"Is something wrong with this picture?"
So, since the Breast Cancer Awareness Month spin doctors claim that breast cancer is "simply not a preventable disease", the focus has shifted to the theme of early detection. Women are now encouraged to get their early mammogram. At one time, only women 50 years or older were told to get this screening. Now the campaign is targeting 40 year olds and even women as young as 25.
However, detecting breast cancer with mammography does not protect women from breast cancer. More questions are being raised about the validity of mammograms. A mammogram is an , x-ray. The only acknowledged cause of cancer by the American Cancer Society is from radiation. When it comes to radiation, there is no safe level of exposure.
"There is clear evidence that the breast, particularly in premenopausal women, is highly sensitive to radiation, with estimates of increased risk of up to one percent for every RAD (radiation absorbed dose) unit of x-ray exposure. Even for low dosage exposure of two RADs or less, this exposure can add up quickly for women having an annual mammography," notes Samuel Epstein, M.D., Professor of Occupational and Environmental Medicine at the University of Illinois School of Public Health.
"More recent concern comes from evidence that one percent of women, or over one million women in the United States alone, carry a gene that increases their breast cancer risk from radiation fourfold."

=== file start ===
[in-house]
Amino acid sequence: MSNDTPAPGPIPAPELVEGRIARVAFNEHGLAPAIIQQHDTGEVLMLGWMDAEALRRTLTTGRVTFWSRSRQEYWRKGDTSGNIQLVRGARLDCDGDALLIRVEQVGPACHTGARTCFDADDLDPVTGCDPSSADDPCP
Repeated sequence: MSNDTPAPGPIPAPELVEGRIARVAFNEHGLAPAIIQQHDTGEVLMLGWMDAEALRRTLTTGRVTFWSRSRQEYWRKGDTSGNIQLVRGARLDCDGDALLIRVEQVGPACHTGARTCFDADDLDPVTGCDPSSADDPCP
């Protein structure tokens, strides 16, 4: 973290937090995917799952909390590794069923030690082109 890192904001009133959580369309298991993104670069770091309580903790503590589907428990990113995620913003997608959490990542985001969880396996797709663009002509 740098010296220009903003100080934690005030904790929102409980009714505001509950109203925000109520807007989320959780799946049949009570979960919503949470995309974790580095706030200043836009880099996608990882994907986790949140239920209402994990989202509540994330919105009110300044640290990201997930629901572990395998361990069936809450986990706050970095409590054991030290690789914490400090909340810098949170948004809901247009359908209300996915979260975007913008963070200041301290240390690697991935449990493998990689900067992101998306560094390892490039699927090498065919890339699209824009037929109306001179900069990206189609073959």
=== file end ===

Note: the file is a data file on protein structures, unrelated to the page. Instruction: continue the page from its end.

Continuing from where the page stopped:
In addition, mammography provides false tumor reports of between 5 and 15 percent of the time. False positive results cause women to be re-exposed to additional X rays and create an environment of further stress, even possibly leading to unneeded surgery.
"Furthermore," says Dr. Epstein, "while there is a general consensus that mammography improves early cancer detection and survival in post-menopausal women, no such benefit is demonstrable for younger women." Still, the American Cancer Society recommends annual or biannual mammography for all women ages forty to fifty-five or earlier.
"Mammograms increase the risk for developing breast cancer and raise the risk of spreading or metastasizing an existing growth," says Dr. Charles B. Simone, a former clinical associate in immunology and pharmacology at the National Cancer Institute. Safer and even more effective diagnostic techniques like infrared thermography have been vigorously attacked by the Breast Cancer Awareness organizations. It is also noteworthy to point out that General Electric, a major polluter in PCB's in the Hudson River, N.Y. area, manufactures mammography machines.
So all the hullabaloo that comes each October, enlisting women's support and hard-earned cash, does nothing to really eliminate the cause of this devastating disease. Instead, women's heart-felt desires and good intentions to find the cause and cure are usurped by the hidden agendas of major transnational corporations pushing their toxic drug treatments and diagnostic tools that show to contribute to even more breast cancer. It makes one wonder if the cancer establishment is really interested in a cure at all. Women can make a difference. The causes of cancer are already known.
Toxic diets, toxic lifestyles, toxic environments, toxic drug treatments and toxic diagnostic techniques cause cancer.
Corporations are only interested in increasing their profits and ensuring their tentacles of control, not in actual solutions.
When it comes to Breast Cancer Awareness Month, women must invest their time and money into projects, initiatives and treatments that will truly make a difference.
Perhaps it is time to return those pink ribbons!